Friday, January 27, 2012
#90 (August 2009)
Once again, mechanical problems conspired to keep me from riding the entire Long Road route (well, it wasn’t called that when we did it last year, but you get the point). This time it was my beloved Shovelhead that caused me the problem.
This year I was ready, Fab Kevin had installed a set of auxiliary mid-pegs for me so I would have numerous combinations of foot position available. If you’ve ever done one of these long rides, you know that it can really help to rest your feet in a different spot every now and then. I had fresh oil and filter, a nicely tensioned drive chain, air in the tires. I was ready, dammit!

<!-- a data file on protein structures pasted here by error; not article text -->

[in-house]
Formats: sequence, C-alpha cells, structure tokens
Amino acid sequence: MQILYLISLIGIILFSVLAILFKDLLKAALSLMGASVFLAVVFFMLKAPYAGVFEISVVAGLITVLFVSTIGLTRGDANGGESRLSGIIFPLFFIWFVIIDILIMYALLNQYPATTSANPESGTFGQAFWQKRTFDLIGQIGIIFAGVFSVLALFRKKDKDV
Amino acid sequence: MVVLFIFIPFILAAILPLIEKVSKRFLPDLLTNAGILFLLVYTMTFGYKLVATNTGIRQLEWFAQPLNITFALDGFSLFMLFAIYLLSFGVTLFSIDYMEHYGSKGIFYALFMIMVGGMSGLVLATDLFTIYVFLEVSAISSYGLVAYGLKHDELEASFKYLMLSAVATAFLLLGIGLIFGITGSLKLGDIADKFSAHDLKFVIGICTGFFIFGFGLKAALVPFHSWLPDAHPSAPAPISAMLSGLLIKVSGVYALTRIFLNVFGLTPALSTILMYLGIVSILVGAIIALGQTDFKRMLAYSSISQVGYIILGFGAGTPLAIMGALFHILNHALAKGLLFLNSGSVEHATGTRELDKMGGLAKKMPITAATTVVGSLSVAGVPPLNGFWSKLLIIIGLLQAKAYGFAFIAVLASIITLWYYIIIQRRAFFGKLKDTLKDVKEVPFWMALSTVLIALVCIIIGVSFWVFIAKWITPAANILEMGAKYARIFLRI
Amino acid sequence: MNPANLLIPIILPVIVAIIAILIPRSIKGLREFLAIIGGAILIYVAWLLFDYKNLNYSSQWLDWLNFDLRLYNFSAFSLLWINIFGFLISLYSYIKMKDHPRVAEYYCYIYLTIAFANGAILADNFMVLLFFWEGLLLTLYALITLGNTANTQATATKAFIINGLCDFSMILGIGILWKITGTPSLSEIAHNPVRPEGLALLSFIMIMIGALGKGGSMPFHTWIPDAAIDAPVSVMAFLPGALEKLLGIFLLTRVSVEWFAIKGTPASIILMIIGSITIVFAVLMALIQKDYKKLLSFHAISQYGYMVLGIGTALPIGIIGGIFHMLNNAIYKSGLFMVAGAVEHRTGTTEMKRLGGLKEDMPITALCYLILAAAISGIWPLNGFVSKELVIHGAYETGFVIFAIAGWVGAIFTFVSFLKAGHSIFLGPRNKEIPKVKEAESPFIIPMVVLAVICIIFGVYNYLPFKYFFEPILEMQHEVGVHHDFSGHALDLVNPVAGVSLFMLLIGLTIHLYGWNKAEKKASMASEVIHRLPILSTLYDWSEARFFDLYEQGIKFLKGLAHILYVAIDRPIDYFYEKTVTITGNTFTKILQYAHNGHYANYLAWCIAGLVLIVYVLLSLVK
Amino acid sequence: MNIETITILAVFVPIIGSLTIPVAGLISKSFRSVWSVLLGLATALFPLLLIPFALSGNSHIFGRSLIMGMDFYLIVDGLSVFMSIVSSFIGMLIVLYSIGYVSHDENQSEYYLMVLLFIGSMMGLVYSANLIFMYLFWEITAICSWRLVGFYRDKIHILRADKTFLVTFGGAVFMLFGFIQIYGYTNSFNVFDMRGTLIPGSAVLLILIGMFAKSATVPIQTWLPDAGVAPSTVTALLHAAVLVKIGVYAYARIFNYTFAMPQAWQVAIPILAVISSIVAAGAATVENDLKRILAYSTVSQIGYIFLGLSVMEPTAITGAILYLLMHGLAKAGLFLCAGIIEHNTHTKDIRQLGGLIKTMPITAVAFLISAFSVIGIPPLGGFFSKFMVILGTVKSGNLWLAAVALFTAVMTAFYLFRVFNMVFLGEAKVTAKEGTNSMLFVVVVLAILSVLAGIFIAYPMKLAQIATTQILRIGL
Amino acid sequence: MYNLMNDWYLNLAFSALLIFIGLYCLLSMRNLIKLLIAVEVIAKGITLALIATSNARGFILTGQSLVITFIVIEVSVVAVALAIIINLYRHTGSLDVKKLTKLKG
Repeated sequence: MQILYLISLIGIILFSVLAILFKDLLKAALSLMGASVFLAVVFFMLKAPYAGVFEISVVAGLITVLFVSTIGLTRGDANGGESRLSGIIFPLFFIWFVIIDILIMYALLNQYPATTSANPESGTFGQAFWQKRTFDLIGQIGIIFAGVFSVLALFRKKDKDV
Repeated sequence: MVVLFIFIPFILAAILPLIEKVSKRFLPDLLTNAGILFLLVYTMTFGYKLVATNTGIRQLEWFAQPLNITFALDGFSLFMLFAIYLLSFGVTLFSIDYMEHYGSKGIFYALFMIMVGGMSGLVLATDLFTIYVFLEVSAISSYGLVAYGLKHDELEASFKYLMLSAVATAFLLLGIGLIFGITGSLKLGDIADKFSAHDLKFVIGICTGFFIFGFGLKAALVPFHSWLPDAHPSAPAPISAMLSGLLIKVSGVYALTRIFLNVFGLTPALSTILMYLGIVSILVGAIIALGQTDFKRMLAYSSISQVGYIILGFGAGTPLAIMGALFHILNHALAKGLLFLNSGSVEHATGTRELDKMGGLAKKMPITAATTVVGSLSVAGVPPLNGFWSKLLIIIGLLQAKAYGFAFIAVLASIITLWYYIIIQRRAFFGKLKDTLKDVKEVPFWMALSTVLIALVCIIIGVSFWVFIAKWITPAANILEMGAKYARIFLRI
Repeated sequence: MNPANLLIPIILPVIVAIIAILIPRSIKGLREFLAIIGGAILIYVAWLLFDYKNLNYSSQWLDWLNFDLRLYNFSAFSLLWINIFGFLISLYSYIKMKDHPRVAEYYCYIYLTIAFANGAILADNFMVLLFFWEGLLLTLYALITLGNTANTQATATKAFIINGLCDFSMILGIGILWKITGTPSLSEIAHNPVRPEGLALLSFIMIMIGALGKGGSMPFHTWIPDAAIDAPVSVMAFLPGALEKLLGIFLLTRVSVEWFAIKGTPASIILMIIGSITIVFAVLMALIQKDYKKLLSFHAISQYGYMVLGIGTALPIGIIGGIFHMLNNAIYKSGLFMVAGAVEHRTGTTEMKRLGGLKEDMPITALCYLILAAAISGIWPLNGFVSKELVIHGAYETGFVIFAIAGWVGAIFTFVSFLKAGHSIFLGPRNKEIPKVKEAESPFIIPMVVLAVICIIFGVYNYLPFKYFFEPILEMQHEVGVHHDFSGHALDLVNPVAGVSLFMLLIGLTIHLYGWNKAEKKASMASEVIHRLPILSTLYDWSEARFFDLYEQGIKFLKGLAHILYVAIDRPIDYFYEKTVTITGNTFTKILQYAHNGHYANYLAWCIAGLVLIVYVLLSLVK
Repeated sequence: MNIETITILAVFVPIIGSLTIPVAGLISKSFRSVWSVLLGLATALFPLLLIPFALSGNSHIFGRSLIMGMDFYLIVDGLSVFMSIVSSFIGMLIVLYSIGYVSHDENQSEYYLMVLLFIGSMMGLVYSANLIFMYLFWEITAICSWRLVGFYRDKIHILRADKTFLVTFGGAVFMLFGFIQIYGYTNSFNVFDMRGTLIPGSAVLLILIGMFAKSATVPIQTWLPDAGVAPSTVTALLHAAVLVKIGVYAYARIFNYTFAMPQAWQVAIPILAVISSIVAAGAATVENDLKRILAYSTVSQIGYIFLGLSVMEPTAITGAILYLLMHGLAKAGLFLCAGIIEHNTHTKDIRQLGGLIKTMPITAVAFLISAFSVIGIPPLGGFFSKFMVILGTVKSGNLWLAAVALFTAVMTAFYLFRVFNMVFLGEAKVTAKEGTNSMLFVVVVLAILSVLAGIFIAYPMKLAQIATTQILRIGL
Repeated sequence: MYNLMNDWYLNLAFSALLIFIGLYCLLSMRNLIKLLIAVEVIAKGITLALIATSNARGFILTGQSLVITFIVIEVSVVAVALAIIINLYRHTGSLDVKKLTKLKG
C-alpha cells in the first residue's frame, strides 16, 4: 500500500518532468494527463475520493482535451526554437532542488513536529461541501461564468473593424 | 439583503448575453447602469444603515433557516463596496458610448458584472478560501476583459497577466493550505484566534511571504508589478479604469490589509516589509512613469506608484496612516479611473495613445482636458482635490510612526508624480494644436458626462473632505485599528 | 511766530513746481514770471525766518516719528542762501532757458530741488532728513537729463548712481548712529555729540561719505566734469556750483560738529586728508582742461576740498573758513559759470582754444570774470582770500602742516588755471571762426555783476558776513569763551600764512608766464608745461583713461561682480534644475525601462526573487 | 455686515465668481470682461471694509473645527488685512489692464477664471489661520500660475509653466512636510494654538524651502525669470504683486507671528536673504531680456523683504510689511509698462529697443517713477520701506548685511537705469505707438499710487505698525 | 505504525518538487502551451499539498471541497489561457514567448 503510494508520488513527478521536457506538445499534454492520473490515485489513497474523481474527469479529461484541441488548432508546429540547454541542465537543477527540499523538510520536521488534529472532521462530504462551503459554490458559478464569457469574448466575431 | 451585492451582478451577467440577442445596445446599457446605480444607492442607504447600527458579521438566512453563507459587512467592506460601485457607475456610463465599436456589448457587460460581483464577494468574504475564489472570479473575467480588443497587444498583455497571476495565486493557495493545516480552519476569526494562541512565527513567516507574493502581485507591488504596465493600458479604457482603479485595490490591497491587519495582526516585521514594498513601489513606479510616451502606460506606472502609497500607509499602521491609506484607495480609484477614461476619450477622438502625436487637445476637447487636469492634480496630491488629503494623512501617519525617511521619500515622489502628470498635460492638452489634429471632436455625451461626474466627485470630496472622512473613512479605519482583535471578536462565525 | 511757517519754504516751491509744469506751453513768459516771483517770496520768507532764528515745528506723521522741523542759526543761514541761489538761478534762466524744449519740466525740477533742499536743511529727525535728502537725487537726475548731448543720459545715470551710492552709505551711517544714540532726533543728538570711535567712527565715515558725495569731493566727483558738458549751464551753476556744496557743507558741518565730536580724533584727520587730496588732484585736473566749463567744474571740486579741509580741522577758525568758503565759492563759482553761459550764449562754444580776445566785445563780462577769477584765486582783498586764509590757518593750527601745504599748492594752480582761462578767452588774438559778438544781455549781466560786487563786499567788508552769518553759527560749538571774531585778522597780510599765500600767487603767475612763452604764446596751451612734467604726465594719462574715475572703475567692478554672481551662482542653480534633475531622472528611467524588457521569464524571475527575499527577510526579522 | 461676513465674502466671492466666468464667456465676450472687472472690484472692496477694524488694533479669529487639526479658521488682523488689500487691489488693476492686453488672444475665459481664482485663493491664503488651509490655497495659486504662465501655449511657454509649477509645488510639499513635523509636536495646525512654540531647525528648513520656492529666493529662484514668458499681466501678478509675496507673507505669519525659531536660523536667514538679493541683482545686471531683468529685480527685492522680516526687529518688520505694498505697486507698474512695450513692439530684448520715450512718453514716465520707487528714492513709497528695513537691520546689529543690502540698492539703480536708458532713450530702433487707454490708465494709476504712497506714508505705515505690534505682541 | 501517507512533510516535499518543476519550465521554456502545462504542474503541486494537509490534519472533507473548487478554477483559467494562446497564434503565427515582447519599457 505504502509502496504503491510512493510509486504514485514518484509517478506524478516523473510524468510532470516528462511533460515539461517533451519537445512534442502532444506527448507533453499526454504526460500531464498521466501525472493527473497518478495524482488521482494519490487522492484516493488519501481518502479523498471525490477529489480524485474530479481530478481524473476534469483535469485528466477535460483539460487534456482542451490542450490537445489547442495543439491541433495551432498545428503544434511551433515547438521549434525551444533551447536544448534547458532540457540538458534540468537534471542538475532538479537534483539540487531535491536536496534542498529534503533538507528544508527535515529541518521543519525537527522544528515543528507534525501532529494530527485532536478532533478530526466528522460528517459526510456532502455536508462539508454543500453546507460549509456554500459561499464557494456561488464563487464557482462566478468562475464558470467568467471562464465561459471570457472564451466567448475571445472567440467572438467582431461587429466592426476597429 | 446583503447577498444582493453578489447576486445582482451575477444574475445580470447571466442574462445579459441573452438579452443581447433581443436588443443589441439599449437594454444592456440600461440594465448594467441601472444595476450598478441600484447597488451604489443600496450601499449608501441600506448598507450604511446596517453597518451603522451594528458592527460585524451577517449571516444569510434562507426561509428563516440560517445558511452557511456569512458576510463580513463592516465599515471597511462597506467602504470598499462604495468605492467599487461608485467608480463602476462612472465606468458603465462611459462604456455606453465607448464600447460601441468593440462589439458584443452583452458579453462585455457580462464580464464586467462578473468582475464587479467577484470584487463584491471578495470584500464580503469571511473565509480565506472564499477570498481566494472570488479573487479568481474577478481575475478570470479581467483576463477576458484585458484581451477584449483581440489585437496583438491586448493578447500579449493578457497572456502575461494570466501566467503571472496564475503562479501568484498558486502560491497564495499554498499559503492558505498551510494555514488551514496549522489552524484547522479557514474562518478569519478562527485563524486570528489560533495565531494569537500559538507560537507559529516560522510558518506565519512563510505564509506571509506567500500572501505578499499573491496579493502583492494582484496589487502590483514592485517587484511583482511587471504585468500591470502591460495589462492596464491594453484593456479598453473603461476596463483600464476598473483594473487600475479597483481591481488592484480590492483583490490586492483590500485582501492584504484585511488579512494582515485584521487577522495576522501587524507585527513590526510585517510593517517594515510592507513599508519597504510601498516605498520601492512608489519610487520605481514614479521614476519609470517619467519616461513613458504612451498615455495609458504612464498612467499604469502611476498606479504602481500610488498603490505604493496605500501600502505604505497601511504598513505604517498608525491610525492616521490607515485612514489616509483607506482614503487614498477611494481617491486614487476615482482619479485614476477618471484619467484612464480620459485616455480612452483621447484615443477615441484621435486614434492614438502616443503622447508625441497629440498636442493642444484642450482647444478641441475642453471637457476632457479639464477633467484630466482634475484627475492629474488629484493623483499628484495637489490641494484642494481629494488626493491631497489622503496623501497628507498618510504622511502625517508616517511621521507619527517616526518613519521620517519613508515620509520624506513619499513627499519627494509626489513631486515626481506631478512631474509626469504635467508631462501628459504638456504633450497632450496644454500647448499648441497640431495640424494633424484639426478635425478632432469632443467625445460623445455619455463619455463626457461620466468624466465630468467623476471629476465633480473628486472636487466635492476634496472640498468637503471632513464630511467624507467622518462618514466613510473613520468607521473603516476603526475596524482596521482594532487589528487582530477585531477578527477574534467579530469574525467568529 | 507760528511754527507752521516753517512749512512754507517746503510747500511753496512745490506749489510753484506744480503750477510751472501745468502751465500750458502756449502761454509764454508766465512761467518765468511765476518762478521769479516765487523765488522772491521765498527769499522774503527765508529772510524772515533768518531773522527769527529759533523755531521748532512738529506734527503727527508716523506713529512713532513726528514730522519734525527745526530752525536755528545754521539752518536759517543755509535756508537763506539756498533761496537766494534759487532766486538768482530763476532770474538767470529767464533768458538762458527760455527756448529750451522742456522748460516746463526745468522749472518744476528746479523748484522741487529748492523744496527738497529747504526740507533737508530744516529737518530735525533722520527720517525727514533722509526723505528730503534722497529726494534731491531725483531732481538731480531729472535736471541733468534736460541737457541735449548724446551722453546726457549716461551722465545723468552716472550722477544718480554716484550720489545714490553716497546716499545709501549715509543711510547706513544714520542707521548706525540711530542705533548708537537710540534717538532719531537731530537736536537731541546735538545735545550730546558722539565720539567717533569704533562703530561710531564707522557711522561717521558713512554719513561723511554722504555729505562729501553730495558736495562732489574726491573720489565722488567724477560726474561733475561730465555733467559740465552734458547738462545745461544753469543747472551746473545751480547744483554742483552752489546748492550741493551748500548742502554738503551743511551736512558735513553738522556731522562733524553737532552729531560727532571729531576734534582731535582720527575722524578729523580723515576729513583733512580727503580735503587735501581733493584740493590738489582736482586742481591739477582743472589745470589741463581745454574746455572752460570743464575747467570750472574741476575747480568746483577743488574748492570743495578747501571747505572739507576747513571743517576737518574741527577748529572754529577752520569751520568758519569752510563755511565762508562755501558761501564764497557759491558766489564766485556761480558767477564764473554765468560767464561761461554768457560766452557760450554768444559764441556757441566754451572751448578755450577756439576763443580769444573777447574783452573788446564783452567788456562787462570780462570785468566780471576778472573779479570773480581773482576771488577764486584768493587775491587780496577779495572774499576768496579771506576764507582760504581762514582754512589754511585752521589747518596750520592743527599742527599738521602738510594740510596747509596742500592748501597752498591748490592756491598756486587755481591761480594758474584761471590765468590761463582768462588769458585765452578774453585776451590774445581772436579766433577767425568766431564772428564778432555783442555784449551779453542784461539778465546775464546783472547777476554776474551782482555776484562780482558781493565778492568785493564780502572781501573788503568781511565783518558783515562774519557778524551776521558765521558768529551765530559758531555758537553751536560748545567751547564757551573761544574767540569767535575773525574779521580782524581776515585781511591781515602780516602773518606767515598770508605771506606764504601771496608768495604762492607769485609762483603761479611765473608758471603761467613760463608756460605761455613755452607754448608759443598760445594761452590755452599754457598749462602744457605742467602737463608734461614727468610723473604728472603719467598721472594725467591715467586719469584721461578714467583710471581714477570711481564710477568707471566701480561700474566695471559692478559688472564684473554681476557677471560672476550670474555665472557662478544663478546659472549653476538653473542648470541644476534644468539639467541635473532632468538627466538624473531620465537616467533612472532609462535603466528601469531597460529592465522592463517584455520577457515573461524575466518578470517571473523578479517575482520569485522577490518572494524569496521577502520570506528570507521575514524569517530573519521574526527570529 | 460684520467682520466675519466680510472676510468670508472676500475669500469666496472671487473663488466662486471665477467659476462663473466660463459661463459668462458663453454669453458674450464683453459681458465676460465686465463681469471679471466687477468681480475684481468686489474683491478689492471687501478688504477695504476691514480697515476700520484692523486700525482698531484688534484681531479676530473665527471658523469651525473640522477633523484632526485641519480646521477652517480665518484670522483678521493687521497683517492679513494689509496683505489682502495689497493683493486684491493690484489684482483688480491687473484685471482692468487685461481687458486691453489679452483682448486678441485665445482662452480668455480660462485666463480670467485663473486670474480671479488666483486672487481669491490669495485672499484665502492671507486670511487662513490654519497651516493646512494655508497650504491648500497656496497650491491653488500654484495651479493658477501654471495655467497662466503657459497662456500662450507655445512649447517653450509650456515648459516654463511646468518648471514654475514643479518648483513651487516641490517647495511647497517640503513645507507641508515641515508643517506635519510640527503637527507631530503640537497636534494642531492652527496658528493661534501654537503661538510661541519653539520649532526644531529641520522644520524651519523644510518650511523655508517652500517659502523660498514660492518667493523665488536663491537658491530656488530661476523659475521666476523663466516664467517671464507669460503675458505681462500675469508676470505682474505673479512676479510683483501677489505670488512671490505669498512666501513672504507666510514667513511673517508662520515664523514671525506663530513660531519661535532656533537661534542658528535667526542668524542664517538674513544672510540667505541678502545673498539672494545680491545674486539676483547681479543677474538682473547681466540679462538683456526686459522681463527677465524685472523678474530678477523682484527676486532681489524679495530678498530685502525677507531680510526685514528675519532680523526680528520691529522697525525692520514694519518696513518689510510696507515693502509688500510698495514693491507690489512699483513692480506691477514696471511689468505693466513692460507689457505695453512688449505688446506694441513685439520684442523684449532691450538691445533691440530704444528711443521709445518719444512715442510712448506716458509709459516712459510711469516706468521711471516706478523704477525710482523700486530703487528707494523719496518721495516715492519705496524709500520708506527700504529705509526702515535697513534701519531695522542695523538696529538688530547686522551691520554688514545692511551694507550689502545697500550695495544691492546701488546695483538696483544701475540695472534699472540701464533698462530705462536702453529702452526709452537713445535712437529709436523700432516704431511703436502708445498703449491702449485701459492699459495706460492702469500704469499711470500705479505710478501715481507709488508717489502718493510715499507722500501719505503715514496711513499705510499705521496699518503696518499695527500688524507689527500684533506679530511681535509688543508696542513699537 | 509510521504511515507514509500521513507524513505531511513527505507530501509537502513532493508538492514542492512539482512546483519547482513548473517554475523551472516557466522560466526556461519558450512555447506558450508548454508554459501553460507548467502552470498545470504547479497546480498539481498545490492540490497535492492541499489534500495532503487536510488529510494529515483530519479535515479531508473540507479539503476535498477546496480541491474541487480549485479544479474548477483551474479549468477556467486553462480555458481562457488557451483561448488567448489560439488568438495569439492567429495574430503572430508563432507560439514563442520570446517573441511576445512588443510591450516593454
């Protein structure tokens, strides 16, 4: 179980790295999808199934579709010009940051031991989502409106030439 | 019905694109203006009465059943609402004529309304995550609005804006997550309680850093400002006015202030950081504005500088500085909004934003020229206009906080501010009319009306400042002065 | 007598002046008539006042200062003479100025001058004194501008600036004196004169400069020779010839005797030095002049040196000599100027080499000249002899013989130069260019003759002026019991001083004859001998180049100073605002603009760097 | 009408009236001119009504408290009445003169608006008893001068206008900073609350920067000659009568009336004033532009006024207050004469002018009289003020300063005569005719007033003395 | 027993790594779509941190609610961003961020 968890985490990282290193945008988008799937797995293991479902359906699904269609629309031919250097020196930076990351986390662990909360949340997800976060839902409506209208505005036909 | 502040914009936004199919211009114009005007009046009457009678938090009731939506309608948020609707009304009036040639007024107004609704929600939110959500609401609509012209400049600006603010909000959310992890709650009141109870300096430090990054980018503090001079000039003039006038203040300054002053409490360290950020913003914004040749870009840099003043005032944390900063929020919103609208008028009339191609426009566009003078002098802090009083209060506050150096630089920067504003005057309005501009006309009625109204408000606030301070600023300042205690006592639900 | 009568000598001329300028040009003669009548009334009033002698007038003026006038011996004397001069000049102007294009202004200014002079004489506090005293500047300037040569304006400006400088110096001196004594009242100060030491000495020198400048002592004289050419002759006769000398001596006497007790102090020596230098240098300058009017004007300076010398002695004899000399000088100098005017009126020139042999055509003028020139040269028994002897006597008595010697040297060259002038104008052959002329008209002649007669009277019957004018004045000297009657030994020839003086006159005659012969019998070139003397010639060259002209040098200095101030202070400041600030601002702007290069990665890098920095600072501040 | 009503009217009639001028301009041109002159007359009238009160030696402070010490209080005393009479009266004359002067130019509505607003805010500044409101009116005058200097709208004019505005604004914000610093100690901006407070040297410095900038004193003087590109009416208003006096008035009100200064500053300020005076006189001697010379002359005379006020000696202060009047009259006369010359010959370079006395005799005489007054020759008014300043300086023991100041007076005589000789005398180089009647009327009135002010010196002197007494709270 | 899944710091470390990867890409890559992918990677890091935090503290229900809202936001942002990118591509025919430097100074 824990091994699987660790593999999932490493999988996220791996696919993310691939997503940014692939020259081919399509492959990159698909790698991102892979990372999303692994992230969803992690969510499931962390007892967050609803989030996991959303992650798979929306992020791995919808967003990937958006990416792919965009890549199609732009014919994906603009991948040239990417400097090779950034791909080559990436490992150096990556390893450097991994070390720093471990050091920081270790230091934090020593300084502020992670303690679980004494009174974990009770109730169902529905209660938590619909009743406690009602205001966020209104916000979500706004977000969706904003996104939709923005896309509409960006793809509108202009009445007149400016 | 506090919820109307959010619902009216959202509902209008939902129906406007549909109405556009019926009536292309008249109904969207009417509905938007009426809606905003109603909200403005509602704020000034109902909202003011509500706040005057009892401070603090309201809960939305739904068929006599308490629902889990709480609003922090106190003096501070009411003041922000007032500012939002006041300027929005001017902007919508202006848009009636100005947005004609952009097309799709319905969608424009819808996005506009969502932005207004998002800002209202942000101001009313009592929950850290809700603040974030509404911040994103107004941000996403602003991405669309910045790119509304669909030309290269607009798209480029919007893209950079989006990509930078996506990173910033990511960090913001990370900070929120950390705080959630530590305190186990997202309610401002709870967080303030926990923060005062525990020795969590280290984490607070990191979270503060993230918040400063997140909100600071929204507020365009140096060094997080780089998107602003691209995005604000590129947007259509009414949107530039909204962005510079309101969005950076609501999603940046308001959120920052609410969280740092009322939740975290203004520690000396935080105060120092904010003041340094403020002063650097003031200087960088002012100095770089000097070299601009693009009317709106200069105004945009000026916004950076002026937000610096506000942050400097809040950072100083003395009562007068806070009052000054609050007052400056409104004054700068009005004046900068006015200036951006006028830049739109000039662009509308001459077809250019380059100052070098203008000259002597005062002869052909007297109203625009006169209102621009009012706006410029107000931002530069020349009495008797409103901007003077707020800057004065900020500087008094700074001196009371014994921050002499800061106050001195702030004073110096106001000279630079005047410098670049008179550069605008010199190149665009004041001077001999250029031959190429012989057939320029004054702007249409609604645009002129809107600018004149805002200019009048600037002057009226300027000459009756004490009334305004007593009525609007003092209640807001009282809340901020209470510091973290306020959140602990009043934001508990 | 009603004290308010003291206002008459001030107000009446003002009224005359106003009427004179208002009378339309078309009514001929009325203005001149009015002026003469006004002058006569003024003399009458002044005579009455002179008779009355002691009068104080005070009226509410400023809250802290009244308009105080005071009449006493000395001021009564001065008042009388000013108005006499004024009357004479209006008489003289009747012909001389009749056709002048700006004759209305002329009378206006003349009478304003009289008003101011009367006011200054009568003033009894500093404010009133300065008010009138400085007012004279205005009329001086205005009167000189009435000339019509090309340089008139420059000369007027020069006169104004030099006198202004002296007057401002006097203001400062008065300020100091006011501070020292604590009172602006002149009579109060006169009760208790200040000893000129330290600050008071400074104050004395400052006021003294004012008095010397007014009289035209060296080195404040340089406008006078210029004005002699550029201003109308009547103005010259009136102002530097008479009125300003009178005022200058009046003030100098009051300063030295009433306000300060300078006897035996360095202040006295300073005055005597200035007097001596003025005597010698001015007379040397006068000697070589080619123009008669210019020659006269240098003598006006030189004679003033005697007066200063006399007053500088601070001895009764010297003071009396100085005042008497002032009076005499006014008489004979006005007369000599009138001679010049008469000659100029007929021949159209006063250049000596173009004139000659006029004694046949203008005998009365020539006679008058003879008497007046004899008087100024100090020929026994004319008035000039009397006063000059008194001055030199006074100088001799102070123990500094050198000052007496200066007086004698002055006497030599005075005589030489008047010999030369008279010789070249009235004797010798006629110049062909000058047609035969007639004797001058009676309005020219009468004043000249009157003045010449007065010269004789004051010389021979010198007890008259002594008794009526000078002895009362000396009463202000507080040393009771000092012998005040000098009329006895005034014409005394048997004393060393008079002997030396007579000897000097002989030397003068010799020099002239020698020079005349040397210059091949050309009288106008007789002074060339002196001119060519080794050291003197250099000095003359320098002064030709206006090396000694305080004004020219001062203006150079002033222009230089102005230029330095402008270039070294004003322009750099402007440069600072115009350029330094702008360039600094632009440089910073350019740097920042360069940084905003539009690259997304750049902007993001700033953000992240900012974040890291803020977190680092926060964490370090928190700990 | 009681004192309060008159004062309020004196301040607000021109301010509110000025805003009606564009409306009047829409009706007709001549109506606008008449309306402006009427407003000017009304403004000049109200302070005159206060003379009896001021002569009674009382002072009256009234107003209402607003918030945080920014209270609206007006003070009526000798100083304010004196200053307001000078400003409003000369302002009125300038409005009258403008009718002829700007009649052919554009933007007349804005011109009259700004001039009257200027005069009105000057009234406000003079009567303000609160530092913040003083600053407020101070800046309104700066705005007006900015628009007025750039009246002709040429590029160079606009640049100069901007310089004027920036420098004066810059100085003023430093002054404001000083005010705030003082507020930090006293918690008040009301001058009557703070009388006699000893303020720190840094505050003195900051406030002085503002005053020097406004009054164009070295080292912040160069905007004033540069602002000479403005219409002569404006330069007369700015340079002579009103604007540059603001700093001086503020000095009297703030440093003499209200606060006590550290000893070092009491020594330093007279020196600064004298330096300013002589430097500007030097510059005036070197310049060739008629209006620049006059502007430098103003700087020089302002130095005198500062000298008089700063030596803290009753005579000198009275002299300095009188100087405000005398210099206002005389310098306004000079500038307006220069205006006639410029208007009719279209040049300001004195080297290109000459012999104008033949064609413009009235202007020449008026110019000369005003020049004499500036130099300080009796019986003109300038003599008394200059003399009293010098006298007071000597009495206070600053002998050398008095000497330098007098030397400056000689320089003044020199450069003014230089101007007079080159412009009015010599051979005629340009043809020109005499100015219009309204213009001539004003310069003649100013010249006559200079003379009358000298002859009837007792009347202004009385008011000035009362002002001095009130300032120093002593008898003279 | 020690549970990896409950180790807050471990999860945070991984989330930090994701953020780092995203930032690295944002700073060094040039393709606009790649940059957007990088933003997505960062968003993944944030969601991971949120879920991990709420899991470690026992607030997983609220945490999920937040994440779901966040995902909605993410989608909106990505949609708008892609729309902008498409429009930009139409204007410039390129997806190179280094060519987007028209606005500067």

This bike has been a one-kick wonder for almost three years now. People would look on in amazement as it fired up time after time with no battery on board and rock-solid reliability. Well, this time it was going to be a little different. For one, it was becoming a three or four kicker to get going in the mornings. This was unheard of, so when we got to Santa Rosa, New Mexico, I popped the mag cap off to see if there was any contamination of the points. There was a nasty black substance all over in there, not exactly sure where it came from, but it certainly was interfering with the operation of the mag. Steve Broyles gave me a hand checking it all out and soon it was squeaky clean and ready to go. The next morning it fired up first kick as George the Painter began his long start sequence that usually ended up in pushing the bike down the nearest hill. I think it would start a lot easier if he wasn’t 85 pounds soaking wet! I knew this was going to be a fun part of the ride as I could see my breath as I was donning the rainsuit. We hit the road and within five minutes I had a really good Ice Cream headache going. Hey, this is New Mexico for God’s sake, what’s with this weather? The rain came and went several times in the next couple of hundred miles. It looked like it was finally drying out when the bike just died. I was in the ‘fast’ lane trying to catch the leaders of our little group, Stogie was the official keeper of the speed, since he had the speedo (meter) and the engine just stopped co-operating in midstream. I looked down and saw the magneto was suddenly at about 90º to the bike instead of its usual ‘straight ahead’ position. I moved the mag back to the forward position with my right foot and the Shovel jumped back into life. I pulled over toward the shoulder and the bike died again as I used my right foot to hit the brake. After I had rolled to a stop, I dismounted and check out the mag. I was hoping the lock-down wedge had somehow become loosened… no such luck. It was tight and I could physically rock the mag diagonally. This was bad. After a seemingly long while, Kevin came back to look for me and the prognosis was equally grim. I reluctantly loaded the Shovel into the Horse trailer and we determined that the best course would be to get parts shipped to our next stop. The next stop was Nashville because we were blowing by the Arkansas stop in order to have a ‘day off’ while the rest of the LongRiders were catching up. A quick disassembly revealed the broken piece, the housing that the wedge piece actually locks in was the culprit, and so a replacement was overnighted to our hotel. The next day the parts arrived and we set about replacing the lower part of the mag drive. Steve got the parts together very quickly and in no time had the assembly together and in the bike and timed! Time to kick.. and kick.. and kick.. nothing. Steve popped the top off the mag and saw the rotor wasn’t turning... uh oh. We pulled it all down and discovered a sheared locating pin in the worm gear screwed to the cam. The part appeared to be a square keyway in a two piece worm drive, we didn’t have the tools to pull it apart, but luckily Panhead Phil of Music City Motorcycle was there to lend us a hand and the use of his machine shop. We went back and forth to the shop and the bike several times during the course of the day, we sheared two or three square pins before we got it right and the bike ran for the rest of the ride and at Rockingham. It turns out that the square pin isn’t even a Joe Hunt part, no wonder they were confused when we told them what was happening! They use a roll pin and the worm drive is welded together, so somewhere along the line a third party replaced that part. Kudos to Joe Hunt for getting me the parts I needed and getting me back on the road, good to know there’s people you can depend on out there!